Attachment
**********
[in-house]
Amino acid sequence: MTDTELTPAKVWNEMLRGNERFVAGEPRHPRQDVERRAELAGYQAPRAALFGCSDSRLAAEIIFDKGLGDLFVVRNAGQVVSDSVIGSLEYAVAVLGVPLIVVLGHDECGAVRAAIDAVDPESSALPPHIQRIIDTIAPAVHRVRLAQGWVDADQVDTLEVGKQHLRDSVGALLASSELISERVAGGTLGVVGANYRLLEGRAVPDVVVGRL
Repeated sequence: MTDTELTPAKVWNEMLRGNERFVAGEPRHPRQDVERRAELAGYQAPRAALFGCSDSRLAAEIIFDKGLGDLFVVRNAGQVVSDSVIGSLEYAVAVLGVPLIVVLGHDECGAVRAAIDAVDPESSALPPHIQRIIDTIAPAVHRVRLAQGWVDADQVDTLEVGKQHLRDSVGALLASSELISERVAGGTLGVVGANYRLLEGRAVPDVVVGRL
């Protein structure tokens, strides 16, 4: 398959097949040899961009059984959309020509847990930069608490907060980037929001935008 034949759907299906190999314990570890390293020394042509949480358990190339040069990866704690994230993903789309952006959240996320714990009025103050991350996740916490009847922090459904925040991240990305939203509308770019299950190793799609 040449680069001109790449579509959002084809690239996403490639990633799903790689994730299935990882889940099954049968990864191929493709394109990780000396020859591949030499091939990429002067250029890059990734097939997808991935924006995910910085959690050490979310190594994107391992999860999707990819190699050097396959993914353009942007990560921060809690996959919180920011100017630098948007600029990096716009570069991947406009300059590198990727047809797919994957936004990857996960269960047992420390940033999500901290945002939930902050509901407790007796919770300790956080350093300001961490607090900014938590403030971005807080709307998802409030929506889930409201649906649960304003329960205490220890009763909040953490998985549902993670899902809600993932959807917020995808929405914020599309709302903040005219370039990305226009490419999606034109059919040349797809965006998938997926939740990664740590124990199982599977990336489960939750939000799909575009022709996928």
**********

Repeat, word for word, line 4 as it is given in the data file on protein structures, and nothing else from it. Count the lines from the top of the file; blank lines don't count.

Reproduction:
């Protein structure tokens, strides 16, 4: 398959097949040899961009059984959309020509847990930069608490907060980037929001935008 034949759907299906190999314990570890390293020394042509949480358990190339040069990866704690994230993903789309952006959240996320714990009025103050991350996740916490009847922090459904925040991240990305939203509308770019299950190793799609 040449680069001109790449579509959002084809690239996403490639990633799903790689994730299935990882889940099954049968990864191929493709394109990780000396020859591949030499091939990429002067250029890059990734097939997808991935924006995910910085959690050490979310190594994107391992999860999707990819190699050097396959993914353009942007990560921060809690996959919180920011100017630098948007600029990096716009570069991947406009300059590198990727047809797919994957936004990857996960269960047992420390940033999500901290945002939930902050509901407790007796919770300790956080350093300001961490607090900014938590403030971005807080709307998802409030929506889930409201649906649960304003329960205490220890009763909040953490998985549902993670899902809600993932959807917020995808929405914020599309709302903040005219370039990305226009490419999606034109059919040349797809965006998938997926939740990664740590124990199982599977990336489960939750939000799909575009022709996928």